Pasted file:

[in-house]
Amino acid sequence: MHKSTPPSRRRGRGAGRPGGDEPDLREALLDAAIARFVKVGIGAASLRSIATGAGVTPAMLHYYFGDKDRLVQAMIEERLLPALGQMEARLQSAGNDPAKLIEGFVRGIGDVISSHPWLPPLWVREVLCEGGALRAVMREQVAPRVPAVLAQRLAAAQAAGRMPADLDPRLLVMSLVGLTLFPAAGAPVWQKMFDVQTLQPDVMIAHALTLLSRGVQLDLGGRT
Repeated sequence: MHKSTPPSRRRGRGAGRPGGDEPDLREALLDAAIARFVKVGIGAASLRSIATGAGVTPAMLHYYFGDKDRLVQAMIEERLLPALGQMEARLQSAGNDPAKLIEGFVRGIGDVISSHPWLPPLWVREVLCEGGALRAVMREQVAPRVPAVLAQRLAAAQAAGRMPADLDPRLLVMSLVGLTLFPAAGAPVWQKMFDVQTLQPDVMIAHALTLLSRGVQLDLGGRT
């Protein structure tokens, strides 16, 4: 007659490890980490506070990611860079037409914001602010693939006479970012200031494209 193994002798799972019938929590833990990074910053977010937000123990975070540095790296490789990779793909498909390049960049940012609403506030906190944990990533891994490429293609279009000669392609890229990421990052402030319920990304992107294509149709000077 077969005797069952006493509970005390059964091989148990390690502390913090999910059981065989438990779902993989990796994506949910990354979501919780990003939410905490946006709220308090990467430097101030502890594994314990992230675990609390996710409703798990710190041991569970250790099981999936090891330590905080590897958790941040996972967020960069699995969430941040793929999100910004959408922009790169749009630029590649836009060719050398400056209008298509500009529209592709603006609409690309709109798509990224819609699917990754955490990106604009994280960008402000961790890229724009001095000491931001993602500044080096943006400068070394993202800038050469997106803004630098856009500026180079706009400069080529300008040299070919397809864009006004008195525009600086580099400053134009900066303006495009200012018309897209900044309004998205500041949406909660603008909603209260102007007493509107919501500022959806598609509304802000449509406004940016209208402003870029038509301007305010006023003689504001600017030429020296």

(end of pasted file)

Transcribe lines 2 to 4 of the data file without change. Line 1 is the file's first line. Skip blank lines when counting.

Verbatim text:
Amino acid sequence: MHKSTPPSRRRGRGAGRPGGDEPDLREALLDAAIARFVKVGIGAASLRSIATGAGVTPAMLHYYFGDKDRLVQAMIEERLLPALGQMEARLQSAGNDPAKLIEGFVRGIGDVISSHPWLPPLWVREVLCEGGALRAVMREQVAPRVPAVLAQRLAAAQAAGRMPADLDPRLLVMSLVGLTLFPAAGAPVWQKMFDVQTLQPDVMIAHALTLLSRGVQLDLGGRT
Repeated sequence: MHKSTPPSRRRGRGAGRPGGDEPDLREALLDAAIARFVKVGIGAASLRSIATGAGVTPAMLHYYFGDKDRLVQAMIEERLLPALGQMEARLQSAGNDPAKLIEGFVRGIGDVISSHPWLPPLWVREVLCEGGALRAVMREQVAPRVPAVLAQRLAAAQAAGRMPADLDPRLLVMSLVGLTLFPAAGAPVWQKMFDVQTLQPDVMIAHALTLLSRGVQLDLGGRT
């Protein structure tokens, strides 16, 4: 007659490890980490506070990611860079037409914001602010693939006479970012200031494209 193994002798799972019938929590833990990074910053977010937000123990975070540095790296490789990779793909498909390049960049940012609403506030906190944990990533891994490429293609279009000669392609890229990421990052402030319920990304992107294509149709000077 077969005797069952006493509970005390059964091989148990390690502390913090999910059981065989438990779902993989990796994506949910990354979501919780990003939410905490946006709220308090990467430097101030502890594994314990992230675990609390996710409703798990710190041991569970250790099981999936090891330590905080590897958790941040996972967020960069699995969430941040793929999100910004959408922009790169749009630029590649836009060719050398400056209008298509500009529209592709603006609409690309709109798509990224819609699917990754955490990106604009994280960008402000961790890229724009001095000491931001993602500044080096943006400068070394993202800038050469997106803004630098856009500026180079706009400069080529300008040299070919397809864009006004008195525009600086580099400053134009900066303006495009200012018309897209900044309004998205500041949406909660603008909603209260102007007493509107919501500022959806598609509304802000449509406004940016209208402003870029038509301007305010006023003689504001600017030429020296």